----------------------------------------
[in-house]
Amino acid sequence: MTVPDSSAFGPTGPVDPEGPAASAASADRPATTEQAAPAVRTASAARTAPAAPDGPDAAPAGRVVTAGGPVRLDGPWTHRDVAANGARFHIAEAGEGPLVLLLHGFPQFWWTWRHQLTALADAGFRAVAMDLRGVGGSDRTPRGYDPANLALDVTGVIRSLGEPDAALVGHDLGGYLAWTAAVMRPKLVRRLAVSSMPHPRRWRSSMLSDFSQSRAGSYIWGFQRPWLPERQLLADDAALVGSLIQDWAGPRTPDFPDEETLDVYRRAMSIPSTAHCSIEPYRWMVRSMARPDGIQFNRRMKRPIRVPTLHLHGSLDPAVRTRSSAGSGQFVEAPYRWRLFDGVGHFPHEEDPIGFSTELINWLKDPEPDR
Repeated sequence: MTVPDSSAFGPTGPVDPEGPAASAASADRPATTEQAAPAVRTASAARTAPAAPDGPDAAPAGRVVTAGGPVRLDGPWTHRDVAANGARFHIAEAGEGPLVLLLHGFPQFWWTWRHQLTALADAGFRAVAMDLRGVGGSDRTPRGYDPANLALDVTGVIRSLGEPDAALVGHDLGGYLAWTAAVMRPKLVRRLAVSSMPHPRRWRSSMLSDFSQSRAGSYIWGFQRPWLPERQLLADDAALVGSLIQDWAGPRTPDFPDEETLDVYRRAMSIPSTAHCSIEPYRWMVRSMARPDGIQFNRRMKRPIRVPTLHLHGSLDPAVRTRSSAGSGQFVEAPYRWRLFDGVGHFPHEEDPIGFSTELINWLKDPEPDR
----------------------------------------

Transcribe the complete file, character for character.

[in-house]
Amino acid sequence: MTVPDSSAFGPTGPVDPEGPAASAASADRPATTEQAAPAVRTASAARTAPAAPDGPDAAPAGRVVTAGGPVRLDGPWTHRDVAANGARFHIAEAGEGPLVLLLHGFPQFWWTWRHQLTALADAGFRAVAMDLRGVGGSDRTPRGYDPANLALDVTGVIRSLGEPDAALVGHDLGGYLAWTAAVMRPKLVRRLAVSSMPHPRRWRSSMLSDFSQSRAGSYIWGFQRPWLPERQLLADDAALVGSLIQDWAGPRTPDFPDEETLDVYRRAMSIPSTAHCSIEPYRWMVRSMARPDGIQFNRRMKRPIRVPTLHLHGSLDPAVRTRSSAGSGQFVEAPYRWRLFDGVGHFPHEEDPIGFSTELINWLKDPEPDR
Repeated sequence: MTVPDSSAFGPTGPVDPEGPAASAASADRPATTEQAAPAVRTASAARTAPAAPDGPDAAPAGRVVTAGGPVRLDGPWTHRDVAANGARFHIAEAGEGPLVLLLHGFPQFWWTWRHQLTALADAGFRAVAMDLRGVGGSDRTPRGYDPANLALDVTGVIRSLGEPDAALVGHDLGGYLAWTAAVMRPKLVRRLAVSSMPHPRRWRSSMLSDFSQSRAGSYIWGFQRPWLPERQLLADDAALVGSLIQDWAGPRTPDFPDEETLDVYRRAMSIPSTAHCSIEPYRWMVRSMARPDGIQFNRRMKRPIRVPTLHLHGSLDPAVRTRSSAGSGQFVEAPYRWRLFDGVGHFPHEEDPIGFSTELINWLKDPEPDR